Possible artistic sources, from Jan van Eyck’s renderings of Saint Michael fighting in the sky to a now lost work by the Master E S do not explain Schongauer’s ingenious innovation. The nine monsters that torment the saint high up in the air are unlike anything anyone has ever seen. They are, however, based in part on natural specimens that Schongauer might have studied in cabinets of curiosities. Within the context of this exhibition, which focuses on the legend of Saint Anthony as a case study for Christian reflections on and resentments against images and the imagination, Schongauer’s work is of pivotal importance.
Pieter van der Heyden, Flemish (ca. 1530–after 1567), after Pieter Bruegel I, Flemish (ca. 1525–1569)
The Temptation of Saint Anthony, 1556
Acquired by the Clark, 2001
Sterling and Francine Clark Art Institute
With the drawing for this captivating print, Pieter Bruegel revived the fantastical imagery first introduced by Hieronymus Bosch fifty years earlier. His complex representations of the saint’s tormenting visions are among the most haunting in the history of art and have not been conclusively explained. While Bruegel’s references to human follies and deficiencies of the church give this print a satirical edge, their mystery seems deeper. Columbia Professor Martin Meisel, a specialist for theater, just published a commentary on Bruegel’s work in his book Chaos Imagined (New York: Columbia University Press, 2016), in which he evokes the print’s carnivalesque transgression “of all bounds between animal, vegetable, and mineral, between species, orders, categories of being, whose separation, naming, and elemental assignment were instrumental in creating the cosmos.” Our focus is specifically the distorted vision of the saint, for which Bruegel finds an unforgettable image in the dismembered, one-eyed head with grotesquely misplaced glasses. Bruegel’s distrust—and masterful use—of visual imagery are both brilliantly presented.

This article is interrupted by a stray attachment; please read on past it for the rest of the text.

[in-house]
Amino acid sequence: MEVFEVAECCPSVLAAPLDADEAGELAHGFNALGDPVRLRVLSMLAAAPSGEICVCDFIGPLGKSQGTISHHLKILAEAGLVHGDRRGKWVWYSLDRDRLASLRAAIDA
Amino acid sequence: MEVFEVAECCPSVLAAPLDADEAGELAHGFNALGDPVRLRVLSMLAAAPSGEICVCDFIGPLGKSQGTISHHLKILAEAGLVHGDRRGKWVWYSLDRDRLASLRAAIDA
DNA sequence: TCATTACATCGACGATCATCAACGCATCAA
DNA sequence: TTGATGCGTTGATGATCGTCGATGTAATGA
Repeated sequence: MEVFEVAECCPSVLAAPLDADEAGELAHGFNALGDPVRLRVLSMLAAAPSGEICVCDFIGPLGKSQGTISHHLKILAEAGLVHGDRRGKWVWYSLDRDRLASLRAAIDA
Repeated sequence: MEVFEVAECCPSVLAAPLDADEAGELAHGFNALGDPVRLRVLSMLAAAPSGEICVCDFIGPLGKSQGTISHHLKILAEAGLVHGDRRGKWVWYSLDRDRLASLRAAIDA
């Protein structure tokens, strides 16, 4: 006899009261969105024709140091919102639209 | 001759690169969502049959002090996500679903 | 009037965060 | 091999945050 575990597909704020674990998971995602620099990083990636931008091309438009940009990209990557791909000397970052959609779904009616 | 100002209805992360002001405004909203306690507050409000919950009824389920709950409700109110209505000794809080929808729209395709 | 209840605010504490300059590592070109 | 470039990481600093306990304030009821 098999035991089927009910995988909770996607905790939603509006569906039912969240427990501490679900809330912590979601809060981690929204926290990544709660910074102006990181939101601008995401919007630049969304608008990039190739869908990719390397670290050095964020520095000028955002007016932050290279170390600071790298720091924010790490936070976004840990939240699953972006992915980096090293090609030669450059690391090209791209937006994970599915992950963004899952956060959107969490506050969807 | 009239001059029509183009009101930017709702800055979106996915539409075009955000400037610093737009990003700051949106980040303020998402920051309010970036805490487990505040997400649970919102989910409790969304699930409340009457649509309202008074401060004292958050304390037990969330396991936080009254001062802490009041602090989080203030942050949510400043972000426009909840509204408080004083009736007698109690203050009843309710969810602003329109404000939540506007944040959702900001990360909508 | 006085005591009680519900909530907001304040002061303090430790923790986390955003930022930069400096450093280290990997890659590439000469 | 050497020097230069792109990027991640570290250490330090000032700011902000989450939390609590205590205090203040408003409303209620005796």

David Ryckaert III, Flemish (1612–1661)
The Temptation of Saint Anthony, 1649
oil on copper
Purchase with the Warbeke Art Museum Fund
Mount Holyoke College Art Museum
The painting is fascinating for the unusual realism with which Ryckaert, a genre painter for most of his life, treats the fantastical subject—a stark contrast to earlier renderings. It also offers an account of the changing attitudes toward the long-venerated saint, who acquired attributes such as the pig centuries after the literary account of his life began to circulate. Most important for our exhibition, however, is Ryckaert’s careful distinction between the visible and imagined realities that he overlays in his work, effectively establishing the work of art as a screen on which the two realms meet.
Felicien Rops, Belgian (1833–1898)
Etude pour la tentation de Sainte Antoine (ou La femme en Croix) [Study for the Temptation of St. Anthony (or woman on cross)]
Heliogravure, aquatint, and drypoint on white wove paper
Bequest of Helene Brosseau Black (Class of 1931
With his rendering of the Temptation of Saint Anthony, the symbolist artist Felicien Rops found the appreciation of Sigmund Freud, who praised his intuitive capturing of the return of the repressed “at the very moment of its repression.” In the exhibition, Rops’s print will be seen side by side with Georges Méliès’s short film Tentation de Saint Antoine, 1898, which successfully uses the medium’s propensity for optical illusions to animate Rops’s pictorial idea.
Exhibited on an academic campus, this exhibition will spark conversations about power and fear of images. Public programs include a film screening of Fellini’s masterful “The Temptation of Doctor Antonio,” as well as a Bowdoin faculty round-table with members of the Departments of Religion, Art History, Romance Languages, and Government and Legal Studies who discuss iconoclasm in the Middle East today and comparative expressions of the fear of images in western history.